• Evaluate the source of the feedback – all feedback has value, but not necessarily equal value.
  • Receiving feedback is an act of caring. By being open, you show you care to improve.
  • Every dancer at every level needs feedback to thrive.
  • Feedback is neutral: neither positive not negative. You have control over its interpretation.
  • Compliments feel good, but don’t help you get closer to your goals.
  • Clarify points without being defensive.
  • Remember the person giving you feedback is not automatically an expert and might have no idea what they are talking about.
  • Keep in mind you do not necessarily have to do anything with their feedback.
  • Say when your feedback bucket is “full”.
  • Listen completely before responding. Paraphrase to make sure you did not misunderstand.
  • Thank the person for their comments.


Feedback Tip

✓✓   Do Say  ✓✓

  Don’t Say   

Decide if you are ready “I would love to hear more, but I’m not the right headspace right now. Can I get back to you?” (say nothing, then walk away feeling ambushed)
Shut down or decline feedback from inappropriate sources “Thanks I’ll ask my teacher about that” “Thanks”
Ask questions to probe or clarify “Could you expand on that suggestion?” or “Do you mean like this or like that? (nothing, then walk away confused)
Paraphrase to confirm your understanding “So, what I’m hearing is, you need more X from me?” (nothing, then walk away assuming something incorrectly)
Don’t interrupt to defend yourself (wait until person stops speaking) “No I didn’t! I was just trying to….”
Validate the person’s perspective “I understand that it must be confusing for you when I do that” “Everyone else I dance with doesn’t seem to mind”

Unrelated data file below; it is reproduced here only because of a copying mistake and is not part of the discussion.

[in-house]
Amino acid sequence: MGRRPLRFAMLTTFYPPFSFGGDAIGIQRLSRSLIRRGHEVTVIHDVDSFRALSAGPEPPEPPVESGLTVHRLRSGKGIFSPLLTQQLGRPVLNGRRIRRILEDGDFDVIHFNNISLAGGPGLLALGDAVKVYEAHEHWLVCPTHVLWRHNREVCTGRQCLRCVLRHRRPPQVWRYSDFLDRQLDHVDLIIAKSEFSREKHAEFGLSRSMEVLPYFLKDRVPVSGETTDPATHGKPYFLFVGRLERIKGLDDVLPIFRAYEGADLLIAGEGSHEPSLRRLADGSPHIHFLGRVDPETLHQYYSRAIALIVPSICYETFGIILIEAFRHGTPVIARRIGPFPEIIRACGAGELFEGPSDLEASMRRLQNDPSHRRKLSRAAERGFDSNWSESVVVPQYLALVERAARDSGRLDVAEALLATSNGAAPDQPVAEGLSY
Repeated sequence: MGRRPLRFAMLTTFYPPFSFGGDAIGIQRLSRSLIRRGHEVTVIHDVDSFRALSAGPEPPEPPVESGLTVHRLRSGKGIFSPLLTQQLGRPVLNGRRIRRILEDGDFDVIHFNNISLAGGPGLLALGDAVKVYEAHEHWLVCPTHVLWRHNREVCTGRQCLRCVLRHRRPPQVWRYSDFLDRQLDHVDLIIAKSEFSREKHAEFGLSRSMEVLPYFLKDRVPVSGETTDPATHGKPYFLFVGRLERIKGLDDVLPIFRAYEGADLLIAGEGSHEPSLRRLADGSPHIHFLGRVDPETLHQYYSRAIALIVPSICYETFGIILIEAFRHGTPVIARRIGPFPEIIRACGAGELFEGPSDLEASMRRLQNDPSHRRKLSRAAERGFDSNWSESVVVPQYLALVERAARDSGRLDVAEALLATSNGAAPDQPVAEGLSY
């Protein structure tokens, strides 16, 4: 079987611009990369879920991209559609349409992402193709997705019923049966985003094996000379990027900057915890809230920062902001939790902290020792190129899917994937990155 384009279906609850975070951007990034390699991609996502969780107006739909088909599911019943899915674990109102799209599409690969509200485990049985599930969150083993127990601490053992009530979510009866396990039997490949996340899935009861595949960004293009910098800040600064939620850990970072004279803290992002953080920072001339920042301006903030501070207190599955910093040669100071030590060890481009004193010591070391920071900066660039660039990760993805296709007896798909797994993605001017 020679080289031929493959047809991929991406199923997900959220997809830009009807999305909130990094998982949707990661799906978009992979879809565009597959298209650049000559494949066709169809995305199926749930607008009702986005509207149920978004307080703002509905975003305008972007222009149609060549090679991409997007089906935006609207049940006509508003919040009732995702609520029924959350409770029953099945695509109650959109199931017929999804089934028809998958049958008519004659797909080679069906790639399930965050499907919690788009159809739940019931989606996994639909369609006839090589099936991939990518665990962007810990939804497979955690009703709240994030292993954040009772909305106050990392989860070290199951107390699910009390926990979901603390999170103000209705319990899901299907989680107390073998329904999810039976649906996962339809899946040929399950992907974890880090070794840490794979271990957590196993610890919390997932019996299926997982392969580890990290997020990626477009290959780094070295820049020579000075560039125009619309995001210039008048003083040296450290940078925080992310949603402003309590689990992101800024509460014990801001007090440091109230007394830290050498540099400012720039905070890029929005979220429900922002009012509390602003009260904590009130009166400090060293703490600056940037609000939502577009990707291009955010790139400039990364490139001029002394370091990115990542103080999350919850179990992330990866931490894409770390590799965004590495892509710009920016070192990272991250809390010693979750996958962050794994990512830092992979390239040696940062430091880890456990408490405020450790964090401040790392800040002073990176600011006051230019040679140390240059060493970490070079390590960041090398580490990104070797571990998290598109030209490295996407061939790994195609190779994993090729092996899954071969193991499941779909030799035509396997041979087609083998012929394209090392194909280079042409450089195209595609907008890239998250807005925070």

Thank the person for their feedback, if it was appropriate “Thank you for the feedback” or “Please feel free to approach me again with concerns like this” “Ok, whatever.”


Hungry for more?

This material was taken directly from one of the 43 lessons in the Swing Literacy Dancer Development Program. Go see for yourself:


Here’s an interesting research finding:


“Feedback is the breakfast of champions” – Ken Blanchard


Share this in your community!


We highly recommend sharing this whole article in your community’s Facebook group and email list.

But sometimes you really want the message hit home by handing people a piece of paper to remind them.

So we made you a free printable version! Enter your email below to get instant access:







7 Responses to “How to Give, Receive, and Request Feedback”

  1. I love all feed back and love the article

  2. Great article! Thanks so much – I will be sharing it with my students 🙂

  3. Another good article-thanks! I will share it with my students!

  4. This is a brilliant article! I am a budding/blossoming dancer AND a master coach. Everything is feedback pretty much and I love this article both for dancing evolution. THANK YOU!!!!

  5. Heather Harris May 11, 2020 at 8:13 am

    Is it ok to share this on my FB page? This is so excellent. Thank you so much!

  6. Great article Tessa. This is applicable to all types of communication and setting out the examples makes “responsible communication” vs “not so good” totally clear. Thank you for this. I will share it for sure.